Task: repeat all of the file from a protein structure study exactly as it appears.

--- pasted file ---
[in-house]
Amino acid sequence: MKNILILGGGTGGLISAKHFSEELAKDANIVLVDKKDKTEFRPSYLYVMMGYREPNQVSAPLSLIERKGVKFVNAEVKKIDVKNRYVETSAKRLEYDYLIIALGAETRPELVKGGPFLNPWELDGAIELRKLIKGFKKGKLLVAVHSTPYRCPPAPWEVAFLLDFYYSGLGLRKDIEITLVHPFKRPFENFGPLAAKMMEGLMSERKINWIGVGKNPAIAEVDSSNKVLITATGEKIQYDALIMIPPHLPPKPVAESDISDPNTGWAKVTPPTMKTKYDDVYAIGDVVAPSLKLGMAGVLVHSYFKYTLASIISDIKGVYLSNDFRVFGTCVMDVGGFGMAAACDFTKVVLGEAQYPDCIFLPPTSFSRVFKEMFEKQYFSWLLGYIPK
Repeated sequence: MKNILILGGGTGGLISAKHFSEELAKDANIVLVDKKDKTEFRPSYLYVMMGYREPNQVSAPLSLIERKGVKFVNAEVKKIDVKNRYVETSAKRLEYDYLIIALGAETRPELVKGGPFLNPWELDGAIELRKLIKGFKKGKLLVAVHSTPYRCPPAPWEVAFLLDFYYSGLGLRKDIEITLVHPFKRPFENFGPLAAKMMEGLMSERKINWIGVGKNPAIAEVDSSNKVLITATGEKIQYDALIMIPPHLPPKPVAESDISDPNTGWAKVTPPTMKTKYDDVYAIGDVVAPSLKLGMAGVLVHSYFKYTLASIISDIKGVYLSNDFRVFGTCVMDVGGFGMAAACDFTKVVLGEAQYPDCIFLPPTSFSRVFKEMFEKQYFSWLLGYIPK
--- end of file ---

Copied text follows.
[in-house]
Amino acid sequence: MKNILILGGGTGGLISAKHFSEELAKDANIVLVDKKDKTEFRPSYLYVMMGYREPNQVSAPLSLIERKGVKFVNAEVKKIDVKNRYVETSAKRLEYDYLIIALGAETRPELVKGGPFLNPWELDGAIELRKLIKGFKKGKLLVAVHSTPYRCPPAPWEVAFLLDFYYSGLGLRKDIEITLVHPFKRPFENFGPLAAKMMEGLMSERKINWIGVGKNPAIAEVDSSNKVLITATGEKIQYDALIMIPPHLPPKPVAESDISDPNTGWAKVTPPTMKTKYDDVYAIGDVVAPSLKLGMAGVLVHSYFKYTLASIISDIKGVYLSNDFRVFGTCVMDVGGFGMAAACDFTKVVLGEAQYPDCIFLPPTSFSRVFKEMFEKQYFSWLLGYIPK
Repeated sequence: MKNILILGGGTGGLISAKHFSEELAKDANIVLVDKKDKTEFRPSYLYVMMGYREPNQVSAPLSLIERKGVKFVNAEVKKIDVKNRYVETSAKRLEYDYLIIALGAETRPELVKGGPFLNPWELDGAIELRKLIKGFKKGKLLVAVHSTPYRCPPAPWEVAFLLDFYYSGLGLRKDIEITLVHPFKRPFENFGPLAAKMMEGLMSERKINWIGVGKNPAIAEVDSSNKVLITATGEKIQYDALIMIPPHLPPKPVAESDISDPNTGWAKVTPPTMKTKYDDVYAIGDVVAPSLKLGMAGVLVHSYFKYTLASIISDIKGVYLSNDFRVFGTCVMDVGGFGMAAACDFTKVVLGEAQYPDCIFLPPTSFSRVFKEMFEKQYFSWLLGYIPK